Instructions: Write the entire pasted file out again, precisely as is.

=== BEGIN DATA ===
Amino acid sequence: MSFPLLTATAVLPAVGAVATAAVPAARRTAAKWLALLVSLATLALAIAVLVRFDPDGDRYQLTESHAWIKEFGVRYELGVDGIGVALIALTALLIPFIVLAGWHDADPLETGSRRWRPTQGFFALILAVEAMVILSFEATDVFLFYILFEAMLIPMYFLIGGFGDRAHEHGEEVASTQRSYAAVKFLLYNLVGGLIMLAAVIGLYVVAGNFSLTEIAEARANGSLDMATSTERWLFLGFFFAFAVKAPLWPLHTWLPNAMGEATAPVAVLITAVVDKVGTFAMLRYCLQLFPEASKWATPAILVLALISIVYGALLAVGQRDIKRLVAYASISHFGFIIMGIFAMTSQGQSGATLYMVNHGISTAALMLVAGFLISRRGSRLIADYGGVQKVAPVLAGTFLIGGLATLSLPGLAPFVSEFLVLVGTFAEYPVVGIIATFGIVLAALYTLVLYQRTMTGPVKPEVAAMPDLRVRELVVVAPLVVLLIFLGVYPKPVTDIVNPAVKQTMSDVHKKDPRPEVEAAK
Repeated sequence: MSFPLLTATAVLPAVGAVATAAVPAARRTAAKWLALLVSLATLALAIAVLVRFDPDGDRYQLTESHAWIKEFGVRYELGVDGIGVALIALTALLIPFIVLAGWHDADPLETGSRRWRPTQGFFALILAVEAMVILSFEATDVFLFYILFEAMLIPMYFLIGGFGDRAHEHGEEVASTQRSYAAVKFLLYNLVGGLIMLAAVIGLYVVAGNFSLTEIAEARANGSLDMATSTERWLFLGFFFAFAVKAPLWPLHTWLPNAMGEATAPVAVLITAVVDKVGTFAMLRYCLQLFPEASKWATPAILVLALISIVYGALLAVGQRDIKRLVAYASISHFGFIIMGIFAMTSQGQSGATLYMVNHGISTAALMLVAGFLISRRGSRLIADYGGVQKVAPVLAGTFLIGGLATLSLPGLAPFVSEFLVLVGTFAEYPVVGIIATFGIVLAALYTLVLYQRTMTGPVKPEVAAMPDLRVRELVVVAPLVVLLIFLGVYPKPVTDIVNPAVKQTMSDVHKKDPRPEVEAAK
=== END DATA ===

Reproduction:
Amino acid sequence: MSFPLLTATAVLPAVGAVATAAVPAARRTAAKWLALLVSLATLALAIAVLVRFDPDGDRYQLTESHAWIKEFGVRYELGVDGIGVALIALTALLIPFIVLAGWHDADPLETGSRRWRPTQGFFALILAVEAMVILSFEATDVFLFYILFEAMLIPMYFLIGGFGDRAHEHGEEVASTQRSYAAVKFLLYNLVGGLIMLAAVIGLYVVAGNFSLTEIAEARANGSLDMATSTERWLFLGFFFAFAVKAPLWPLHTWLPNAMGEATAPVAVLITAVVDKVGTFAMLRYCLQLFPEASKWATPAILVLALISIVYGALLAVGQRDIKRLVAYASISHFGFIIMGIFAMTSQGQSGATLYMVNHGISTAALMLVAGFLISRRGSRLIADYGGVQKVAPVLAGTFLIGGLATLSLPGLAPFVSEFLVLVGTFAEYPVVGIIATFGIVLAALYTLVLYQRTMTGPVKPEVAAMPDLRVRELVVVAPLVVLLIFLGVYPKPVTDIVNPAVKQTMSDVHKKDPRPEVEAAK
Repeated sequence: MSFPLLTATAVLPAVGAVATAAVPAARRTAAKWLALLVSLATLALAIAVLVRFDPDGDRYQLTESHAWIKEFGVRYELGVDGIGVALIALTALLIPFIVLAGWHDADPLETGSRRWRPTQGFFALILAVEAMVILSFEATDVFLFYILFEAMLIPMYFLIGGFGDRAHEHGEEVASTQRSYAAVKFLLYNLVGGLIMLAAVIGLYVVAGNFSLTEIAEARANGSLDMATSTERWLFLGFFFAFAVKAPLWPLHTWLPNAMGEATAPVAVLITAVVDKVGTFAMLRYCLQLFPEASKWATPAILVLALISIVYGALLAVGQRDIKRLVAYASISHFGFIIMGIFAMTSQGQSGATLYMVNHGISTAALMLVAGFLISRRGSRLIADYGGVQKVAPVLAGTFLIGGLATLSLPGLAPFVSEFLVLVGTFAEYPVVGIIATFGIVLAALYTLVLYQRTMTGPVKPEVAAMPDLRVRELVVVAPLVVLLIFLGVYPKPVTDIVNPAVKQTMSDVHKKDPRPEVEAAK